Fact check on campaign fliers for Idaho Propositions 1, 2
The last half of October produced a flurry of printed campaign advertisements on Idaho’s two statewide ballot measures.
Proposition 1 would restore historical horse racing to the state. Proposition 2 would expand Medicaid eligibility in Idaho.
With just days to go before Election Day, here are some recent claims we’ve seen in mailers that reached voters’ doors.
YES ON PROP 2
Claim: 62,000 more Idahoans will become eligible for Medicaid under the expansion.
Fact check: The number is actually higher, according to an Idaho Department of Health and Welfare report on the expansion. An estimated 91,000 people will gain coverage: 59,000 in the “coverage gap” — meaning their income is less than or equal to 100 percent of the federal poverty level, making them currently ineligible for Medicaid or federal premium assistance — and 32,000 whose income is between 100 and 138 percent of the federal poverty level. That number is an estimate based on historically low unemployment numbers, among other things, and could change depending on the economy.
Claim: Expanding Medicaid will save tens of millions of dollars in local taxes each year by reducing unpaid medical bills and expensive emergency room visits.
Fact check: Health and Welfare’s report does not specifically address costs of medical bills or ER visits. It estimates the expansion will cost Idaho $45 million per year, but save $40 million in state and local budget offsets, including costs currently incurred by Idaho’s county indigent and catastrophic health care funds. After savings, the cost of expansion from 2020-2030 is estimated at $105 million, according to department spokeswoman Niki Forbing-orr.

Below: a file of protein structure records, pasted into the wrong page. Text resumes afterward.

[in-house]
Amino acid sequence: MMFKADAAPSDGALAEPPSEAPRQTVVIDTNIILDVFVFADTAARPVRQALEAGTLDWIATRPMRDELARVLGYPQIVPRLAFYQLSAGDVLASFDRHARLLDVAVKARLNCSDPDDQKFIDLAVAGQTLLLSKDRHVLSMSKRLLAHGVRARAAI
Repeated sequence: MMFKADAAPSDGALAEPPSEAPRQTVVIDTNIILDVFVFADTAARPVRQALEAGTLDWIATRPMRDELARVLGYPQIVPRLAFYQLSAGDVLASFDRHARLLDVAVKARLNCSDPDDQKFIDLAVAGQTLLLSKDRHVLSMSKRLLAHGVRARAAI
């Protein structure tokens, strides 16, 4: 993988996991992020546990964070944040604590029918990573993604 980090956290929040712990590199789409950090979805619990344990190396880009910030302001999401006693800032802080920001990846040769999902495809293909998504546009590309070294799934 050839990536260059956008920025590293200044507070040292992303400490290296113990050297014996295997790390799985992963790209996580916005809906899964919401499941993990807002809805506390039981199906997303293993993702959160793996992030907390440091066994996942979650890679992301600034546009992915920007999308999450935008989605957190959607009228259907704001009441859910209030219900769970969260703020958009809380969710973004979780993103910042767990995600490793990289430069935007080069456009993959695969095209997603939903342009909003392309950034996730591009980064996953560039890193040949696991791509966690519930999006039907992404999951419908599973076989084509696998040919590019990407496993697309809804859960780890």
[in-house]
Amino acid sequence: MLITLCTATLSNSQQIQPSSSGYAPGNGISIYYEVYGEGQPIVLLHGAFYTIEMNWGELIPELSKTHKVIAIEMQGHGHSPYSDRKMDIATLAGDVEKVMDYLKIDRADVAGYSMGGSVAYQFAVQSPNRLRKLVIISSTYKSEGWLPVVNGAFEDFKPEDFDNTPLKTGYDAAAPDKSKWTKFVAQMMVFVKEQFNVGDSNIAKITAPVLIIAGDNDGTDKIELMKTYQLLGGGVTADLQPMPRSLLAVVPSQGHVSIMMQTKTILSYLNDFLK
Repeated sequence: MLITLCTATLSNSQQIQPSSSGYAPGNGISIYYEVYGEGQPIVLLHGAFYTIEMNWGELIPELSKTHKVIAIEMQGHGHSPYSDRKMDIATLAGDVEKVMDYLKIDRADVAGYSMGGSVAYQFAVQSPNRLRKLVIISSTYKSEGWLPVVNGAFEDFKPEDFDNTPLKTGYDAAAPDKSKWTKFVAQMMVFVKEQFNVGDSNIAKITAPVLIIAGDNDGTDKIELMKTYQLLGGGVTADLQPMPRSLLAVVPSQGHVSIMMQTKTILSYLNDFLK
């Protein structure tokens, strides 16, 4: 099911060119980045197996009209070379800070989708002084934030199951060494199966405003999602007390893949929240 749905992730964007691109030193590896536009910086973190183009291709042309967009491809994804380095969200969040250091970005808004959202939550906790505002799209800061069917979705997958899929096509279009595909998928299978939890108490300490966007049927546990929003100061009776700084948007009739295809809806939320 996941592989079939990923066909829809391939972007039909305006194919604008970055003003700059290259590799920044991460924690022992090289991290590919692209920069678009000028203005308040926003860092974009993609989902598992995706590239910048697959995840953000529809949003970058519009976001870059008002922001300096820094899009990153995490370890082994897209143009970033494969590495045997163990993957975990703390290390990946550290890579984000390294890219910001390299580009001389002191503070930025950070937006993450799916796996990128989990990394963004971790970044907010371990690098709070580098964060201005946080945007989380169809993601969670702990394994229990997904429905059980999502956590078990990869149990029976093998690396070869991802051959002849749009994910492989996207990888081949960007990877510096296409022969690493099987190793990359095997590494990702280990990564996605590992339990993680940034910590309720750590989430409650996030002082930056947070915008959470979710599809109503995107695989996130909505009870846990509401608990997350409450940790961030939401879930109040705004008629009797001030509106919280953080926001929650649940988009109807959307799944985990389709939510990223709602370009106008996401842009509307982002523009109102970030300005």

Claim: Expanding Medicaid will bring $400 million of tax money back to Idaho from Washington, D.C.
Fact check: Idaho would receive more federal funds if Medicaid is expanded, but there’s no specific pot of Idaho tax dollars that’s being withheld from the state, or money earmarked for Idaho that’s being currently used for some other purpose in D.C. That’s according to the Congressional Research Service, which provides nonpartisan analysis to Congress.
Claim: Medicaid expansion will keep rural hospitals and clinics open.
Fact check: The rural hospitals themselves say this is true, and that the additional payments they’d receive from insured patients would be enough to address their poor financial situations. Without Medicaid expansion, “I don’t know that we would be here five years down the road,” said Lenne Bonner, president of Clearwater Valley Hospital and Clinics and St. Mary’s Hospital, in a previous Statesman and Idaho Reports story.
Claim: Medicaid expansion will create 5,000 new jobs.
Fact check: A 2018 study conducted by the University of Idaho and sponsored by the Idaho Hospital Association estimated expansion would create 5,389 new jobs.
The Statesman has not received any mailers advocating a “no” vote on Prop 2.
YES ON PROP 1
Claim: Treasure Valley Racing will donate 100 percent of its net profits to a foundation.